By Joe Guzzardi
November 16, 2015
In the Paris aftermath that left 129 dead and scores injured, here’s one of the key discoveries: a Syrian passport police found at one of the slaughter scenes was issued to Ahmad al Mohammad, an ISIS asylum seeker who traveled to France via a popular migrant route through the Balkans, notorious for its lax controls.
Here at home, the Paris attacks and their Muslim terrorist perpetrators have set off a renewed round of heated debate about the wisdom of President Obama’s goal to bring 10,000 more Syrians to America during the next fiscal year despite terrorist experts’ overwhelming testimony that his plan is suicidal. FBI director James Comey said his agency has 900 active domestic investigations in all 50 states into jihadists’ cells. Former FBI Special Agent-In-Charge Jim Bernazzani said that if he supervised ISIS, he’d take advantage of the Obama administration’s refugee largess to put more of its terrorists into the U.S.
And House Homeland Security Chairman Mike McCaul warned that more refugee resettlement would be highly dangerous to innocent Americans. Nevertheless, Obama through his Deputy National Security Advisor Ben Rhodes said he will not “pause” in his effort to accelerate Syrians’ flow even though ISIS has promised that the U.S. will be its next target. U.S. Rep. Peter King immediately challenged Rhodes, politely called his statement “misleading,” and added that the fight against ISIS is a “battle for civilization.”
But some states are already balking at accepting Syrian refugees. Immediately after the Paris attacks, Louisiana Governor Bobby Jindal demanded to know how many refugees the administration plans to place in his state, and insisted on knowing the level of screening done on those already resettled in New Orleans. Alabama and Michigan governors have flatly stated that they’ll suspend admitting Syrians refugees. In a heartening comment, Michigan’s Rick Snyder, who earlier this year pledged to bring 50,000 refugees to his state to “revitalize Detroit,” said “our first priority is protecting the safety of our residents.” Alabama Governor Robert Bentley echoed Snyder and said that he “will not place Alabamians at even the slightest, possible risk of an attack on our people.”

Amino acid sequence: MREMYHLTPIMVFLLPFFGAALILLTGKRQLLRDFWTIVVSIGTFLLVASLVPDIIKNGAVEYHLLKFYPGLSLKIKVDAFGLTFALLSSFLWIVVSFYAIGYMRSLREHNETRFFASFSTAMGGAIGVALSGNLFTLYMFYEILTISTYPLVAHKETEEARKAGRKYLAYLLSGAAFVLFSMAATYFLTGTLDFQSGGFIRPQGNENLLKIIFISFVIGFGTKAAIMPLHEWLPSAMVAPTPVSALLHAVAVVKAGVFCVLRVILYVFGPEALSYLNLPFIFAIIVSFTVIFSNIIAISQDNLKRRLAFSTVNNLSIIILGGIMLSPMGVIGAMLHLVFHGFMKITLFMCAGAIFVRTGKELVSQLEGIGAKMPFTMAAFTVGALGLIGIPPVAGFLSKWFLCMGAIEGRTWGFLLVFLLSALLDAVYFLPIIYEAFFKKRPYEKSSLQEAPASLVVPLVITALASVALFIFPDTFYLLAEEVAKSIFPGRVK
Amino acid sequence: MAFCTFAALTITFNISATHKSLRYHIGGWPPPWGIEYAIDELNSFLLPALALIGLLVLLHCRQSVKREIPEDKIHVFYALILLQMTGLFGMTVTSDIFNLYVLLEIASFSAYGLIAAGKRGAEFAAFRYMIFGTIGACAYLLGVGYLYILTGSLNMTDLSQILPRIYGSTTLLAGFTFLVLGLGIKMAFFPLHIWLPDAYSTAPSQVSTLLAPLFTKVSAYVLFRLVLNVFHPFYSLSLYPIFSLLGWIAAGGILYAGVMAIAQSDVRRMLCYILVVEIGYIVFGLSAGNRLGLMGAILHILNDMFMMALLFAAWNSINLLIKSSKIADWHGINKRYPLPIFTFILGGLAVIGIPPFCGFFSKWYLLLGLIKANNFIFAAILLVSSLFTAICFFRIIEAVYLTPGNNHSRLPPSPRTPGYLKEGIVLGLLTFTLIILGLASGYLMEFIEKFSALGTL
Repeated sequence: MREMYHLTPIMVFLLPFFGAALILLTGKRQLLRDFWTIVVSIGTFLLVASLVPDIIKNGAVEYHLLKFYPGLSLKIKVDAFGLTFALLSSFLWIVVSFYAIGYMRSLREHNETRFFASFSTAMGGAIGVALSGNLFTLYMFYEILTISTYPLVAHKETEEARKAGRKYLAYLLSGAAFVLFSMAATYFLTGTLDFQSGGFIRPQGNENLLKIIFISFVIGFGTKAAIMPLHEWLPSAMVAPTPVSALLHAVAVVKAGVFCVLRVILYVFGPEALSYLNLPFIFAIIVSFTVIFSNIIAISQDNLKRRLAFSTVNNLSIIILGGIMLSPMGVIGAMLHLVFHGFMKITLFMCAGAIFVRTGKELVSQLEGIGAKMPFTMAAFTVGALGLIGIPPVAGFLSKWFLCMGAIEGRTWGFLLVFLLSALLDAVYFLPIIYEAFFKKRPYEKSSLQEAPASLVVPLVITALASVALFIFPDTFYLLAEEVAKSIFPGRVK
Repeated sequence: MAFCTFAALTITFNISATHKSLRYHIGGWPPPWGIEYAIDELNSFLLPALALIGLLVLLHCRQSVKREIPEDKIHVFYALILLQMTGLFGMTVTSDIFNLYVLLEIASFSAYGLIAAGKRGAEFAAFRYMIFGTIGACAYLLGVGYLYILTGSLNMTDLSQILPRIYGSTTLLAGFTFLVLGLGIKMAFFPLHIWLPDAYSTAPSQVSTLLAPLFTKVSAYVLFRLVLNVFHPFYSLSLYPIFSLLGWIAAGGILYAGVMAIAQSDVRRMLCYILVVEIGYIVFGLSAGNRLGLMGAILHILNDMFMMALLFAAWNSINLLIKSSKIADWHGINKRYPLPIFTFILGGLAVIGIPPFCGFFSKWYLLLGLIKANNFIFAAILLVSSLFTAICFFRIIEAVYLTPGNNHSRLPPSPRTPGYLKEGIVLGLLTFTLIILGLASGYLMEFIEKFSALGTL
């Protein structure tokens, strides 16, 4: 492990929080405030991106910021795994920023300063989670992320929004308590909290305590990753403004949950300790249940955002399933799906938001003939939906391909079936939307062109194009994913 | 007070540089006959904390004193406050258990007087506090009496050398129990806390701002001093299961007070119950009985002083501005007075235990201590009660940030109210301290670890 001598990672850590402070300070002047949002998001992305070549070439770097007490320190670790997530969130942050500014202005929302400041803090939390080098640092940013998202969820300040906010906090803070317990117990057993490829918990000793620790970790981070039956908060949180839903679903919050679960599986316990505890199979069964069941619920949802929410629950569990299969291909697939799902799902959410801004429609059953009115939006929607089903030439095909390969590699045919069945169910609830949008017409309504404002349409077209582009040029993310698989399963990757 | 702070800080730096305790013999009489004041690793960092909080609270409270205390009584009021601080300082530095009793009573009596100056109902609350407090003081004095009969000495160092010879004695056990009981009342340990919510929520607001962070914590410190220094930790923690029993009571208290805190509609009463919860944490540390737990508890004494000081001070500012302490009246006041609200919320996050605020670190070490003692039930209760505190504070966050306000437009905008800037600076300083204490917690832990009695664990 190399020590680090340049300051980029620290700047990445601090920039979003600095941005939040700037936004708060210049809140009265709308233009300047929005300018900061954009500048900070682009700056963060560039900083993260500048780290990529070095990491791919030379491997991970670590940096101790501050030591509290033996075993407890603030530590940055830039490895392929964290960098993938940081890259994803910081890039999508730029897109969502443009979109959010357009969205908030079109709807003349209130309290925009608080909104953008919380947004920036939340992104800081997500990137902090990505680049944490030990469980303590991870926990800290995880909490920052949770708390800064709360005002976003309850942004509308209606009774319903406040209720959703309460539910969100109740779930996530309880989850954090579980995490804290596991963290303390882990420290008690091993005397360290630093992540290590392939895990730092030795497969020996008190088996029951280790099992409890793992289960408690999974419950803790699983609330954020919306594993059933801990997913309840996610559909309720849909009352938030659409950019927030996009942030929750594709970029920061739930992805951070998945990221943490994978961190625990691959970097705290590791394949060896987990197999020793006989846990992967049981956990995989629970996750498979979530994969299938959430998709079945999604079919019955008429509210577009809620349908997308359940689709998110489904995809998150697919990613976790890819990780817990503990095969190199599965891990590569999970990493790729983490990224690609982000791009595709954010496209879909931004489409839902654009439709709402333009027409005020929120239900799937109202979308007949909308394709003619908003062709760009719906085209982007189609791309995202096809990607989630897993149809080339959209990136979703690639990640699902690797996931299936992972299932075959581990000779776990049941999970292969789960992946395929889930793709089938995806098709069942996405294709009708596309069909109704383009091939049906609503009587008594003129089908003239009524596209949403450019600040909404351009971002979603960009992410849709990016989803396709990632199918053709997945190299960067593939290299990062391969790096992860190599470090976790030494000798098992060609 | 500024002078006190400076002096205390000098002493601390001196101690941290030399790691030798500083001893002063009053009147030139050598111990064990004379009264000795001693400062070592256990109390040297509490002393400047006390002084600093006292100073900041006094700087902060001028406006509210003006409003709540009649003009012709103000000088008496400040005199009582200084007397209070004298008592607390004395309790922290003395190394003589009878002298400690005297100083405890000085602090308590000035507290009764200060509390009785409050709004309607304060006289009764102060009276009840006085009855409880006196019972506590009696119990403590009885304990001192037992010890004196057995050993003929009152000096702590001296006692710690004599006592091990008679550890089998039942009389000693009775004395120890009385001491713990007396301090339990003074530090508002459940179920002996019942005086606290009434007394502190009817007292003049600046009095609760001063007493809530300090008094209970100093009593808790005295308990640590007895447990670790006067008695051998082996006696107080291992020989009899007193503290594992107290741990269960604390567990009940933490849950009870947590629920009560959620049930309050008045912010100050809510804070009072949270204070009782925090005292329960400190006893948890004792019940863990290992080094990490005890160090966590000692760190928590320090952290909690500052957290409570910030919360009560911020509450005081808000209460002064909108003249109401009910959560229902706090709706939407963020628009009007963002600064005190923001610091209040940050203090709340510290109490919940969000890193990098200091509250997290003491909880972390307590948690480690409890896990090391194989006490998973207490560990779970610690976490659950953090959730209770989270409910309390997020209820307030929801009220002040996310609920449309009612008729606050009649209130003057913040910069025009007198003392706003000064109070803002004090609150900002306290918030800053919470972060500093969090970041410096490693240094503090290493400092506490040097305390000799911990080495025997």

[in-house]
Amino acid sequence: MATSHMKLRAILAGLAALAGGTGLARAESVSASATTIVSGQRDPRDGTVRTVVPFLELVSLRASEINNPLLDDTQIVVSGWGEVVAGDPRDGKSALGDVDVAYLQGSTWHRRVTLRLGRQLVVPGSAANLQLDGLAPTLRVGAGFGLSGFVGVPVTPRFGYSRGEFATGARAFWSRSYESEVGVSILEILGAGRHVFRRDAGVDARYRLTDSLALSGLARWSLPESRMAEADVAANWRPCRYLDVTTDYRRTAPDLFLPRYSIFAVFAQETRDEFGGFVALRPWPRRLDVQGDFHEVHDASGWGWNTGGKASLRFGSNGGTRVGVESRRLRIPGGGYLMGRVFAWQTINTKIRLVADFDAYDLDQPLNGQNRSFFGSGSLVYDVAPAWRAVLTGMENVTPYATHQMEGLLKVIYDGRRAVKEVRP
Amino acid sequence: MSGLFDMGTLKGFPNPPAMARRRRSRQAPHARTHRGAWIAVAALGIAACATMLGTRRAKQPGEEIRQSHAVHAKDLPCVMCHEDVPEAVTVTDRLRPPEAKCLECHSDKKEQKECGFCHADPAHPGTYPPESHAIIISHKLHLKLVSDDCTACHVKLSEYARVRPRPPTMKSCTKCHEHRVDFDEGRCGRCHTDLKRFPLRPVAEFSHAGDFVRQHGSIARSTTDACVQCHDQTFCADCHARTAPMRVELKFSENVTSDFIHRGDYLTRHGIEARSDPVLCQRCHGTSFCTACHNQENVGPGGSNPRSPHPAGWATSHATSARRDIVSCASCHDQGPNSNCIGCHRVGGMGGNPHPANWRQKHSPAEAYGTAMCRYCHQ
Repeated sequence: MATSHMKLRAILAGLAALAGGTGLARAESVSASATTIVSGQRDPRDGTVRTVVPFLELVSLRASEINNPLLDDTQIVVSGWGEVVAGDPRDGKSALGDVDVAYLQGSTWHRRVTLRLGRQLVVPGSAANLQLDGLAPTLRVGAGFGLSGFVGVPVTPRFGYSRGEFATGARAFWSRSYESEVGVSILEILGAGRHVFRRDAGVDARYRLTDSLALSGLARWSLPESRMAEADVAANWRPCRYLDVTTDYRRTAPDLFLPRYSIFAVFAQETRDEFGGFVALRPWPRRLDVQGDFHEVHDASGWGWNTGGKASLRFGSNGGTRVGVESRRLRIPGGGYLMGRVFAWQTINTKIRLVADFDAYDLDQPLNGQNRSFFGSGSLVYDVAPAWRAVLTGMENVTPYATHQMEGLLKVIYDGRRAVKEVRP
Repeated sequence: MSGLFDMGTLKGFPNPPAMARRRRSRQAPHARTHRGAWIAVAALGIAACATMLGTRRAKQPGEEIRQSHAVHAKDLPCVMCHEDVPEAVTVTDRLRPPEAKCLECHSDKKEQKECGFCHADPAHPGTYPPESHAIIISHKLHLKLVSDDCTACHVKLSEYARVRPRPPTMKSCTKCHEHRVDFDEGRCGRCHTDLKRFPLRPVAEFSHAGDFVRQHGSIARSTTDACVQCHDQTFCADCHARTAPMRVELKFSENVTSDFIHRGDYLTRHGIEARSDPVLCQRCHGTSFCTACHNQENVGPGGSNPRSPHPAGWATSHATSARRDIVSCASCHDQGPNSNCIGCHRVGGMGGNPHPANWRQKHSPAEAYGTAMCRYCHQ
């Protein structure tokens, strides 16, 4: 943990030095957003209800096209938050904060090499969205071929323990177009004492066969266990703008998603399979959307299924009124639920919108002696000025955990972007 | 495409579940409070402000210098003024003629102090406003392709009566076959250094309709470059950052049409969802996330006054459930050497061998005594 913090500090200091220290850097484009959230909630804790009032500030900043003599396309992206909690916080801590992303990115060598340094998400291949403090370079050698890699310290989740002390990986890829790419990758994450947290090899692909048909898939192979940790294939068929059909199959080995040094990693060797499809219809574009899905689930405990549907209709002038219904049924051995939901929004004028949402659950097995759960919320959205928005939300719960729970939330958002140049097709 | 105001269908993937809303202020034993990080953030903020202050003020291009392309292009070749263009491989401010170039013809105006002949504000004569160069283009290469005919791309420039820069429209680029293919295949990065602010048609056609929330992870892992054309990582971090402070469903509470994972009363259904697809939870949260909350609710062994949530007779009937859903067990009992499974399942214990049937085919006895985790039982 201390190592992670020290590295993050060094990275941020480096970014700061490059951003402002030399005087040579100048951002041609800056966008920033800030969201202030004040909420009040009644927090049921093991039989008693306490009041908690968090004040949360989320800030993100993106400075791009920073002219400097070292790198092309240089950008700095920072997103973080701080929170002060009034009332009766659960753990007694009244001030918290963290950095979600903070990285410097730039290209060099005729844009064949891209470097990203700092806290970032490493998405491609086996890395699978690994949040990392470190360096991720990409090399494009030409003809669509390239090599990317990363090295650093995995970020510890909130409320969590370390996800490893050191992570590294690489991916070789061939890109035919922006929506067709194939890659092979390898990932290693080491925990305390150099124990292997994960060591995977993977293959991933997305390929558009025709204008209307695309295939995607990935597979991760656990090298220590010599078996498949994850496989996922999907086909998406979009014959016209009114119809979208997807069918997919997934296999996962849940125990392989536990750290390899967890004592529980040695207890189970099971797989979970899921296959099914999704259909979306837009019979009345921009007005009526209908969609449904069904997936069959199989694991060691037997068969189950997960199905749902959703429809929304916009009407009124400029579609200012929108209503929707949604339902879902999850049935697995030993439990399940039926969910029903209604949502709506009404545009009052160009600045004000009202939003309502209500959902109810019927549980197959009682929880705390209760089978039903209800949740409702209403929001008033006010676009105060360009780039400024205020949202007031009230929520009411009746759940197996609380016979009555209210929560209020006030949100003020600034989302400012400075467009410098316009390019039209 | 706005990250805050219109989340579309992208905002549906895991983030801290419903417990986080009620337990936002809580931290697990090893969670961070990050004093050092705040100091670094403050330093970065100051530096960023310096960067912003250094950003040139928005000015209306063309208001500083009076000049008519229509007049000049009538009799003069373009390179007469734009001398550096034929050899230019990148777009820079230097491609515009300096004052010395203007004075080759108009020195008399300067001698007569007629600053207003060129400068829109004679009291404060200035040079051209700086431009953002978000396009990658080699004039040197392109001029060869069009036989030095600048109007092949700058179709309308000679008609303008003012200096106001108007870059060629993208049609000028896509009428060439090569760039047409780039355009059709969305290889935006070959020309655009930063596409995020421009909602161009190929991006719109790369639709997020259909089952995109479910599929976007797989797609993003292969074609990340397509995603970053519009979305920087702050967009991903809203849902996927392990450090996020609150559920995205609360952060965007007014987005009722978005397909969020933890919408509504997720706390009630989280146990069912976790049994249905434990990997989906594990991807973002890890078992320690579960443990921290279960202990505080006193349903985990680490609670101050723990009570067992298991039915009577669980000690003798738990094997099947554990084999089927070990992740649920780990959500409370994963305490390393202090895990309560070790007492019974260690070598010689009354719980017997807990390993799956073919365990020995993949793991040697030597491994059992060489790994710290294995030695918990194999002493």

Despite the encouraging news that two governors have said no to more refugees and a third wants answers, the battle to stall the administration on its refugee master plan will be uphill. Senators Pat Leahy (D-VT) and Lindsey Graham (R-SC) want an additional $1 billion to facilitate Syrian resettlement. And the Democratic presidential candidates, one of which presumably will be the 2016 nominee, cannot utter the phrase “Islamic terrorists” lest it offend.
A more effective, more economical solution to resettlement is readily achievable. According to Center for Immigration Studies’ research, on average each Middle Eastern refugee resettled in the U.S. costs taxpayers an estimated $64,370 for the first five years or $257,481 per household, totals which include processing fees and welfare benefits. Alternatively, the UN High Commissioner for Refugees requested $1,057 annually to care for each Syrian refugee in countries that neighbor Syria. In other words, for the cost to resettle one refugee in the U.S., 12 refugees could be helped in the Middle East for five years or 61 refugees for one year.
The math is simple, and the potentially American life-saving consequences clear: refugees should be resettled close to home. No one can reasonably disagree with the simple premise that U.S. citizens are safer if the administration bans Syrian refugees from America at this time.
Joe Guzzardi is a Californians for Population Stabilization Senior Writing Fellow. Contact him at [email protected]